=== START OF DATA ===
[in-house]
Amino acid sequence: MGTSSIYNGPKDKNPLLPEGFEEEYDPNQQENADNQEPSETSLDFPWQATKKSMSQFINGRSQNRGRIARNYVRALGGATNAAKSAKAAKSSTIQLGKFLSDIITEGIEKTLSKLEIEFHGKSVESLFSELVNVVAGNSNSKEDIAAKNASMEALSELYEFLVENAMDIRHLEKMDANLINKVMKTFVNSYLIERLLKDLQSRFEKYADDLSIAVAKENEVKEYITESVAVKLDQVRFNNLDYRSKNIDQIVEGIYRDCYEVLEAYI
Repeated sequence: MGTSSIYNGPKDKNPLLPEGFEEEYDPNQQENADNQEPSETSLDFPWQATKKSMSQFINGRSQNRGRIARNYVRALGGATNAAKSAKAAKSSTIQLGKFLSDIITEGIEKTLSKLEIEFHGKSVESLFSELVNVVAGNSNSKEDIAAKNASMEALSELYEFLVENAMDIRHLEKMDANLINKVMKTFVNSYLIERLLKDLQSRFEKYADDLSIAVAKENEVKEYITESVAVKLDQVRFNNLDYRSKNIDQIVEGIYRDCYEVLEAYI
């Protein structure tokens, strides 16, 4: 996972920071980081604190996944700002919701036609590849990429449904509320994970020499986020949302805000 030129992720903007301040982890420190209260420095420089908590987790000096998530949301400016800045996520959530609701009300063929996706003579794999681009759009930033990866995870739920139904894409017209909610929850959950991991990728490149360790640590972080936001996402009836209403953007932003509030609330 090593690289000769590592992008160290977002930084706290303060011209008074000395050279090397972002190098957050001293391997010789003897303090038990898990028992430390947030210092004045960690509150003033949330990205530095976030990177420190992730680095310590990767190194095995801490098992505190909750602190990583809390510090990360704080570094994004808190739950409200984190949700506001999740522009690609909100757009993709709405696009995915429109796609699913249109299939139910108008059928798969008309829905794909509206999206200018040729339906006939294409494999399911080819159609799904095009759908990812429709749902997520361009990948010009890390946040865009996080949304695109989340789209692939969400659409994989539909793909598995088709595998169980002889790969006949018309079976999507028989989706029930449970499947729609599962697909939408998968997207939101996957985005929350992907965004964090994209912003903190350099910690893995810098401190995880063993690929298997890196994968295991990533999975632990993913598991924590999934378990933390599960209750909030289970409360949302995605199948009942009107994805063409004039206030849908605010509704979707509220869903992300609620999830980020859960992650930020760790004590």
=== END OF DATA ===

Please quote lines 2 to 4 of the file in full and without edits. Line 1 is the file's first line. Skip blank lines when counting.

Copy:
Amino acid sequence: MGTSSIYNGPKDKNPLLPEGFEEEYDPNQQENADNQEPSETSLDFPWQATKKSMSQFINGRSQNRGRIARNYVRALGGATNAAKSAKAAKSSTIQLGKFLSDIITEGIEKTLSKLEIEFHGKSVESLFSELVNVVAGNSNSKEDIAAKNASMEALSELYEFLVENAMDIRHLEKMDANLINKVMKTFVNSYLIERLLKDLQSRFEKYADDLSIAVAKENEVKEYITESVAVKLDQVRFNNLDYRSKNIDQIVEGIYRDCYEVLEAYI
Repeated sequence: MGTSSIYNGPKDKNPLLPEGFEEEYDPNQQENADNQEPSETSLDFPWQATKKSMSQFINGRSQNRGRIARNYVRALGGATNAAKSAKAAKSSTIQLGKFLSDIITEGIEKTLSKLEIEFHGKSVESLFSELVNVVAGNSNSKEDIAAKNASMEALSELYEFLVENAMDIRHLEKMDANLINKVMKTFVNSYLIERLLKDLQSRFEKYADDLSIAVAKENEVKEYITESVAVKLDQVRFNNLDYRSKNIDQIVEGIYRDCYEVLEAYI
């Protein structure tokens, strides 16, 4: 996972920071980081604190996944700002919701036609590849990429449904509320994970020499986020949302805000 030129992720903007301040982890420190209260420095420089908590987790000096998530949301400016800045996520959530609701009300063929996706003579794999681009759009930033990866995870739920139904894409017209909610929850959950991991990728490149360790640590972080936001996402009836209403953007932003509030609330 090593690289000769590592992008160290977002930084706290303060011209008074000395050279090397972002190098957050001293391997010789003897303090038990898990028992430390947030210092004045960690509150003033949330990205530095976030990177420190992730680095310590990767190194095995801490098992505190909750602190990583809390510090990360704080570094994004808190739950409200984190949700506001999740522009690609909100757009993709709405696009995915429109796609699913249109299939139910108008059928798969008309829905794909509206999206200018040729339906006939294409494999399911080819159609799904095009759908990812429709749902997520361009990948010009890390946040865009996080949304695109989340789209692939969400659409994989539909793909598995088709595998169980002889790969006949018309079976999507028989989706029930449970499947729609599962697909939408998968997207939101996957985005929350992907965004964090994209912003903190350099910690893995810098401190995880063993690929298997890196994968295991990533999975632990993913598991924590999934378990933390599960209750909030289970409360949302995605199948009942009107994805063409004039206030849908605010509704979707509220869903992300609620999830980020859960992650930020760790004590």